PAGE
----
So, where does that leave us? As two sites of writing instruction at UWL, the FYWP and the WC feel compelled to respond to this moment with some expectations and guidance for GenAI use. Following the recommendations from the “MLA-CCCC Joint Task Force on Writing and AI Working Paper:  Overview of the Issues, Statement of Principles, and Recommendations” and their “call for faculty involvement in the formation and evaluation of policies about AI rather than a top-down approach (11),” we’re making the first of what is likely to be many attempts to articulate our expectations for the ethical, responsible, and transparent use of GenAI in FYW classes and in the WC.  


  • We are ethically obligated to discuss GenAI in some form in our writing classes and in the WC.  
  • We are ethically obligated to make sure that all our students have an adequate education on how to use writing tools—including GenAI. 
  • Taking a punitive stance on GenAI places us at odds with our students and affects our relationships. Ethical teaching requires that instructors resist approaching students from a “deficit” perspective – a belief that our job is to find where the student is weak, unreliable, dishonest, or deceptive. 
  • Uploading student work to plagiarism detectors is unethical because students have not given consent for their work to be shared with the AI machine.  
  • GenAI should not be an opportunity for student surveillance and surveilling students may reinforce existing biases faced by many of our students, especially BIPOC students. 


  • Faculty are responsible for providing students with guidance on how GenAI is used in their classes. (More about this under “Transparency.”) 
  • Students are responsible for communicating with faculty when they have questions and/or are uncertain about if their use of GenAI meets course expectations.  
  • Faculty are responsible for helping writing students to develop critical literacy skills, including how to use GenAI as a tool for intellectual and ethical exploration of ideas at any stage of the writing process.
  • The Writing Center’s stated mission is to support students from all disciplines in becoming more effective and confident writers; this mission includes meeting students where they are and not judging how they approach writing tasks, which may mean helping them see how and when to ethically and effectively use supports like GenAI or other technologies.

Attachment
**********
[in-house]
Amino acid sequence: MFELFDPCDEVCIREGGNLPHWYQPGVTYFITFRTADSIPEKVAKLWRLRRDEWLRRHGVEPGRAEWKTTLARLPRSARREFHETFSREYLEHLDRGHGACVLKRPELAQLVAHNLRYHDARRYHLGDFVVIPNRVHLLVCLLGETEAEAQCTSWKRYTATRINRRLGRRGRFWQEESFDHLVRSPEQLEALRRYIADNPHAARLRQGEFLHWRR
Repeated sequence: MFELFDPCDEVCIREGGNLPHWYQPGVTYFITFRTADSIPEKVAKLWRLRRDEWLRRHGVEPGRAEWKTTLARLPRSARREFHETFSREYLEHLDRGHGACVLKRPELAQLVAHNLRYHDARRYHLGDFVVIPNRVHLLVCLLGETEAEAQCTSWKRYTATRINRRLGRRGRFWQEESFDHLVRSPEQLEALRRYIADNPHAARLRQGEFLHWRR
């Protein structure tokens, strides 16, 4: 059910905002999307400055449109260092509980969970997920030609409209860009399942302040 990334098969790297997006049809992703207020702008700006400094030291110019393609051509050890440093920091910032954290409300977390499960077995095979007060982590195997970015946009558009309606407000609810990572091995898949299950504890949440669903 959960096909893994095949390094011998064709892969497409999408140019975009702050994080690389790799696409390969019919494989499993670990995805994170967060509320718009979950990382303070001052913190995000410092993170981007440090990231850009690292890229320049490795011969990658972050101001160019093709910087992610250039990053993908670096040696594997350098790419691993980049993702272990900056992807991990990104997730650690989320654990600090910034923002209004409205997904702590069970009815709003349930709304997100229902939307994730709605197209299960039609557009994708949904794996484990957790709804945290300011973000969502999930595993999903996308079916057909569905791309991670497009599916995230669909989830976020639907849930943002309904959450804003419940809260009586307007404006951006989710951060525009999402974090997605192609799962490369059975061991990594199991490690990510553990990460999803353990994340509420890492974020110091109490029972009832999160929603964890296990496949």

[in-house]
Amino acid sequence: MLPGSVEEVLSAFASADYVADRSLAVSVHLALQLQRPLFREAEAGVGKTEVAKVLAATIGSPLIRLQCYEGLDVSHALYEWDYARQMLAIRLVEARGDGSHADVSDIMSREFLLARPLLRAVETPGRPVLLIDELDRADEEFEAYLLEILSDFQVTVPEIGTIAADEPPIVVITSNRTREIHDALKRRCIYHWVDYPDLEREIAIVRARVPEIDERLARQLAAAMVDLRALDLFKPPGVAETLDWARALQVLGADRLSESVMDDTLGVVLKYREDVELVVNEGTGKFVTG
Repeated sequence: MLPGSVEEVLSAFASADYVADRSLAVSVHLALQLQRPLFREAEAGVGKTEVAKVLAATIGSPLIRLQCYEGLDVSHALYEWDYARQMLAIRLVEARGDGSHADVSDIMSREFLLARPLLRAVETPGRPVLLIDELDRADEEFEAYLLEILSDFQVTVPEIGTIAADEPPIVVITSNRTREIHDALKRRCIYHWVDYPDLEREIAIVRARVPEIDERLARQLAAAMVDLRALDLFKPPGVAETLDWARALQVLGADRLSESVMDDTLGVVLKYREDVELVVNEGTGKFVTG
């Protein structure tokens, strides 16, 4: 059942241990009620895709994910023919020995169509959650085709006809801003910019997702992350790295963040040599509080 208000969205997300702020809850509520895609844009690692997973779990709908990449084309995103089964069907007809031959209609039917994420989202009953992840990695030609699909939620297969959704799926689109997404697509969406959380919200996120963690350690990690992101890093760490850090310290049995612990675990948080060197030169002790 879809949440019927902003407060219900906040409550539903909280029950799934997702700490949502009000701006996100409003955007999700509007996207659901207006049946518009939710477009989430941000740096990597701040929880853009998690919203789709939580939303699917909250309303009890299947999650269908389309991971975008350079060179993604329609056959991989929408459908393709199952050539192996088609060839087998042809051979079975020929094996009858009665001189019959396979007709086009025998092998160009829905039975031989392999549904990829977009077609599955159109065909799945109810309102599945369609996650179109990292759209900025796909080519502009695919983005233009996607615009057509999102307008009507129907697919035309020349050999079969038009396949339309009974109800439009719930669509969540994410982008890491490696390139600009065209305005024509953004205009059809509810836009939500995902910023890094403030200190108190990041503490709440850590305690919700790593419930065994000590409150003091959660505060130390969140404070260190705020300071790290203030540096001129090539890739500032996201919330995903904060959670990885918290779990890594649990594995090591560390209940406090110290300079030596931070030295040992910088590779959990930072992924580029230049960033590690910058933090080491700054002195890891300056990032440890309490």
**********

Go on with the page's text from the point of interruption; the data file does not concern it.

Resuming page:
• The Writing Center works with students from many disciplines and must help students understand and abide by their professors’ guidelines and policies regarding GenAI. 


  • Faculty are responsible for creating accessible policies in their syllabi and course assignments for the appropriate or expected use of GenAI, including how students should cite their use of the tool. Failure to acknowledge or discuss GenAI with our students may lead to misuse of this tool. 
  • Faculty should also be clear about their own gaps in knowledge and understanding of new technologies and, therefore, open and responsive to learning from students about them and negotiating with students about how these new tools can and should be used in their classroom.  
  • If faculty choose to limit or restrict use of GenAI, they should be clear about why and identify what skills and concepts they value that would be undercut by using the tools.  
  • The Writing Center should regularly ask clients to talk about how they have used GenAI and what their assignment guidelines say about it to promote productive and ethical use of the tools.  
  • Writing Center tutors should describe how the tutor used GenAI writing assistance during a tutoring session if a client is required to verify their use of the Writing Center (via reporting slip or email to professor). 

Approved by the Composition Committee spring 2024.

What is it?

  • The College Writing Symposium is an annual event that showcases the incredible writing taking place in UWL's First-Year Writing Program. Students from ENG 100/110/112 share pieces of writing from their classes with audiences of their fellow students in this day-long celebration of student writing. Students submit proposals to present and then are organized in panels to present throughout the day. See the call for papers below for more information! 

When is it? 

  • The 12th Annual College Writing Symposium will be on November 20th.
  • Submit your proposal by November 6th.

College Writing Symposium Decision FlowchartDirections for submitting to the College Writing Symposium

Why propose?  

  • Receive feedback from a broad audience.
  • Build your résumé--employers love to hear about class projects and public speaking experience.
  • Gain practice in writing proposals and public speaking.  

Who may propose?

  • Any UWL student enrolled in ENG 100/110/112.  

How does it work? 

  • Step 1: Submit a brief proposal in response to the FYW Symposium Call for Proposals by November 6thSubmit your proposal here.
  • Step 2: Once you are accepted, prepare your presentation. Use the Writing Center and the Public Speaking Center to support your presentation.  
  • Step 3: Present your work at the College Writing Symposium on November 20th! Each presenter will be scheduled for a 10-15-minute presentation as part of a one-hour session with other presenters. 

Want additional information or help?